As well, for the correspondence series at the National Archives Records Administration, the team noted that the original letter indexes, created by the National Archives missed many letters during the year. The strategy was altered to ignore the indexes and cull through the letters of one year individually. In this new method, the team found 7x the letters for Oregon than we found by using the microfilm index. The SWORP III collection is not at the UO and two physical copies exist, at Grand Ronde and at the Coquille Tribe.
The Project was also subsequently written about in the Journal of Western Archives, Special Issue on Tribal Archives. And was well reviewed in this article, Anthropology in and of Museums—Class Review Journal of Western Archives Special Issue on Native American Archives (2015).
The SWORP basics (as of 2013).
- Three projects 1995, 1998, 2006
- Two Potlatches 1997, 2001
- 17 tribes received copies of documents
- All Oregon tribes received full collections
- ~150,000 pages of documents recovered
- Main archive is at the University of Oregon
- Members of 5 Oregon tribes were researchers
- 49 acid free archival boxes, 32.25 linear feet, (some adds have been reported).
- Records date from 1850s to 1950s.
- The collection covers the Tribes of southwestern Washington, western Oregon, northern California, about 44 federally recognized Tribes.
- Linguistic manuscripts contain information from 80+ Native languages from throughout the Americas.
- The collection contains a unique combination of ethnographic and government manuscripts.
- The Primary collection (most accessible) is at the University of Oregon Knight Library Special Collections and University Archives.
The project has helped a number of tribes in the region restore parts of their culture. For example, canoe engineers have learned from the collection how the local Tribes hollowed out logs by burning them out. Other tribes have benefited by having the linguistic information readily available as they work to restore languages. Still others have nothing in common with the project, but have found that the model is something they can employ when searching for information about their particular tribe. Perhaps the greatest benefits is having this information locally available to inspire more research by scholars on tribal histories and cultures. The SWORP collection continues to be the most accessed collection in the Special Collections at UO, and has been since its reorganization.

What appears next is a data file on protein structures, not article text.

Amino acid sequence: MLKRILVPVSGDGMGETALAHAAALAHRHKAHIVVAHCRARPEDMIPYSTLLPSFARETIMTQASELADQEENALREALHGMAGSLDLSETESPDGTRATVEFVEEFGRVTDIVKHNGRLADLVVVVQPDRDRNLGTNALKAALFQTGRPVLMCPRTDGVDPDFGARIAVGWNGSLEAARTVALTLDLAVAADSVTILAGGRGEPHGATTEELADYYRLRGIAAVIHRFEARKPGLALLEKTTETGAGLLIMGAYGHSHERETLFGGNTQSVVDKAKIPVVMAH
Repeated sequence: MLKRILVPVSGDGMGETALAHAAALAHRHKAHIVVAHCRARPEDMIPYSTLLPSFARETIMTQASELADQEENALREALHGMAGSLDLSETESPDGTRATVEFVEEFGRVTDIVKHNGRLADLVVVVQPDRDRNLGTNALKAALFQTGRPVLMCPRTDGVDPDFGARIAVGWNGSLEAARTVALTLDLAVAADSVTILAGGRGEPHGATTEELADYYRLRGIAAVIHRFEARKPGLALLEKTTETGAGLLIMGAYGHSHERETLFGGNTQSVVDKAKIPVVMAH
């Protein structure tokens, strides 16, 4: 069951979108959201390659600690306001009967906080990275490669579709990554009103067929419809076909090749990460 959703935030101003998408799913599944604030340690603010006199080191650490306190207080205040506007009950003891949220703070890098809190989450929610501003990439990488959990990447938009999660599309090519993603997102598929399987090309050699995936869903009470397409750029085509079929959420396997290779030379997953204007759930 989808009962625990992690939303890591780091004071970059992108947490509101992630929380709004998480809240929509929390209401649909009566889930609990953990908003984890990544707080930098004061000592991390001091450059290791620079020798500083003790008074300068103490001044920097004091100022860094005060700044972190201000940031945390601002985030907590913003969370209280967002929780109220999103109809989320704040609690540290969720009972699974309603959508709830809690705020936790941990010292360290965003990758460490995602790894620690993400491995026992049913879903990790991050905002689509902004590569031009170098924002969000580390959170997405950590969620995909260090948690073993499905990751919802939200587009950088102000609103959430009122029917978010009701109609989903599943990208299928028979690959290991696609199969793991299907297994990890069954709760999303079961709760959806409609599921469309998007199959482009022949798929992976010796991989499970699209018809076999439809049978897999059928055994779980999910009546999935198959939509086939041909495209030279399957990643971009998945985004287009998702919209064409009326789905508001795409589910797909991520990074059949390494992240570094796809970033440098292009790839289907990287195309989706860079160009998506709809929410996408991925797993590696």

9 thoughts on “20 Years of the Southwest Oregon Research Project”
As a relative newcomer to the Oregon Coast, I had no idea ! The history is enlightening.
Fun random fact: It was George Wasson’s father, George Sr., who went back to DC some time in the 1920s and found a copy back there of the 1855 Coast Treaty, in preparation for the land claims trial which came about in 1932 (and in the end went oh so wrong).
Yes, That date may have been earlier, remembering the photos I submitted on Facebook a few months back. It was in 1907 that the California treaties were discovered. There seems to be a lot of coincidences in the timing of finding the treaties. I want to look for a deeper history of this effort from Oregon and From California. Was there collaboration? Then, after finding the treaties, came a number of Indian Claims cases, what role did Wasson SR. play in this? Did he work on the case for the Coos and Coquille? Did he help the other Oregon or California tribes in their cases?
I’d have to go back and look at what bits of info I have. I don’t have a lot for that time period. The CLUS tribes first had meetings (that I can find references to) as far back as 1890. Strictly as the Coos Bay-Lower Umpqua-Siuslaw at that time. (How people of Coos and Coquille descent, like Wasson, eventually wound up on Coquille rolls rather than Coos is A Long Story). There were more meetings in the late 19-teens. George Wasson Sr had gone to Carlisle, and was chosen at that time to be chairmen. I honestly don’t know if he worked with other OR or CA tribal people, but having been to Carlisle I can see he may well have made connections there.
Just to mention it, I assume you have seen these Harrington notebooks!? Its a different series than I have seen before. But I have been going crazy in the last 2 days finding all types of good info.Then found the Clatskanie info and this all blew my mind. Harrington offers quite a lot of comparison from Umpqua to Clatskanie with associated notes from informants int eh Clatskanie reel.
Reel 24 has the Wasson notes, and at least one page in Reel 19 with more Wasson notes
spoke to a linguist today and he does not trust that all of the informants know what they are saying. John Warren was mentioned.